Church of St John and Orphan School
St Johns Avenue
Provider: Church and Government
Year Opened: 1833
Year Closed: 1922
The Orphan School, built by convict labour, operated from 1833 until its closure in 1879.
In 1848, when Charles O’Hara Booth – formerly in charge of the Point Puer boy’s prison – was superintendent, there were 463 children at the institution, of whom 411 were the children of convicts and seven were Aboriginal.
Reports indicate that conditions within the school were harsh: the buildings were sparsely furnished and cold; food was often in short supply; and many of those responsible for caring for the children treated them harshly. Epidemics of scarlet fever in the 1840s, measles in the 1860s, whooping cough and scarletina in the 1870s exacted a heavy toll among the children in the Orphan School. In the 1850s the rights of the children at the school were championed by Edward Swarbreck Hall, a medical practitioner committed to improving public and institutional healthcare.
From 1879 until the 1920s sections of the original Orphan School operated as the New Town Charitable Institution. Women were accommodated in the Infant Orphan School building constructed in 1862, but which had operated since 1874 as a lying-in hospital and home for “mentally defective” girls as well as providing accommodation for destitute women.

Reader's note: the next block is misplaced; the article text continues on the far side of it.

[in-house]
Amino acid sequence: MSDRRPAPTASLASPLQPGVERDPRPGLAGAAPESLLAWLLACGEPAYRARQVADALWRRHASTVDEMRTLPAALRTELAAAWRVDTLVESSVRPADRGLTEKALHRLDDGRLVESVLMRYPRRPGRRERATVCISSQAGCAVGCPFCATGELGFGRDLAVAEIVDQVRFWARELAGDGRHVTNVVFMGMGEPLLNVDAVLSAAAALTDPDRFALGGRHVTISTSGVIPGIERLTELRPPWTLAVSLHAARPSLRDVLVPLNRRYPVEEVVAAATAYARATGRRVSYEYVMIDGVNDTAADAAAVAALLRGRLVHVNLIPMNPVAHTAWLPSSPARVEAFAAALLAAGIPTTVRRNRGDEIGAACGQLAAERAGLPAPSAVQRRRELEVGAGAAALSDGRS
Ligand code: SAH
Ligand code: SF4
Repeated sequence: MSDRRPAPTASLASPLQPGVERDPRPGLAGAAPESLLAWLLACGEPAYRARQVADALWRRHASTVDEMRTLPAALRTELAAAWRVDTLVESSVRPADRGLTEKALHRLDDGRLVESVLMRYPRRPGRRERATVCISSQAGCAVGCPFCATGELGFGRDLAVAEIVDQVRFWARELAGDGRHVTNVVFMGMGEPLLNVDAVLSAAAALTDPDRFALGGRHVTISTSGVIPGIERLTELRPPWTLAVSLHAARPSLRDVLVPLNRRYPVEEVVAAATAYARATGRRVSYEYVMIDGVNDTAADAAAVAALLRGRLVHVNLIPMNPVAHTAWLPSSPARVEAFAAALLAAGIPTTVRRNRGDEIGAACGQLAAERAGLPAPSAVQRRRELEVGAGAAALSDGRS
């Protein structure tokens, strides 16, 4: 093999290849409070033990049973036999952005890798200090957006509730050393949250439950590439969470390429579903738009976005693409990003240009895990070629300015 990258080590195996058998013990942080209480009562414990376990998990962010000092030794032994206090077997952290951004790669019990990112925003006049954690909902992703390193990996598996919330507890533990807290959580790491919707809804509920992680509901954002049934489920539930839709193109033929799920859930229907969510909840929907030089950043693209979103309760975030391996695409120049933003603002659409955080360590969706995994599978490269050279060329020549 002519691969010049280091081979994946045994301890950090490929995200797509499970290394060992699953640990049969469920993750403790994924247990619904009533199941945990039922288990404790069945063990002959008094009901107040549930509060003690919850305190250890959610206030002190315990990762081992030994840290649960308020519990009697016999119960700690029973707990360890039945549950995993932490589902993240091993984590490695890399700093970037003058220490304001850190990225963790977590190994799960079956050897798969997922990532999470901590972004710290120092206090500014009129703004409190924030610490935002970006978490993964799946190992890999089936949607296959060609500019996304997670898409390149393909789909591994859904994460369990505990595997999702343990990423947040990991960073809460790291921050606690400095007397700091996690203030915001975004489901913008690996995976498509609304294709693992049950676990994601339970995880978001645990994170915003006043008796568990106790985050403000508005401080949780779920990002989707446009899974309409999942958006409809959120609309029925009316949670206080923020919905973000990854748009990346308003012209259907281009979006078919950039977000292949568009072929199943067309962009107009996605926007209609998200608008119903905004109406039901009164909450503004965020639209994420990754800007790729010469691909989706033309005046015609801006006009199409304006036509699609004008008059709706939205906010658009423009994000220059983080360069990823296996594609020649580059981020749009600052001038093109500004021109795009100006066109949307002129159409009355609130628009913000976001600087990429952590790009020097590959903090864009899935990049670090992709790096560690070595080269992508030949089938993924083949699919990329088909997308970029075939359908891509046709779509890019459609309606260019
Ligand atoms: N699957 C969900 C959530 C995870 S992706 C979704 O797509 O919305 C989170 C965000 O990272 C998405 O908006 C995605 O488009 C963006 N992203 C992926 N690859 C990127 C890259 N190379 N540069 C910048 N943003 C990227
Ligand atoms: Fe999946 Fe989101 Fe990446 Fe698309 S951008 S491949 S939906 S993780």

The Boy’s Training School had relocated to New Town in 1896 from the Cascades where it had operated since 1869. This school accommodated young criminal offenders between the ages of fourteen and eighteen and idealistically promoted itself as a place for instruction and improvement.
Until 1913, when a dormitory was built, the boys slept in cell-like cubicles and were classified on admission in much the same way as convicts had been earlier in the century. They were expected to work long hours, either in one of the various trade shops associated with the School or at the Government Farm. It was 1918 before a school was established and even then vocational training predominated over more academic endeavours. In 1922 this school was transferred to Deloraine where it is known to this day as the Ashley Boy’s Home.
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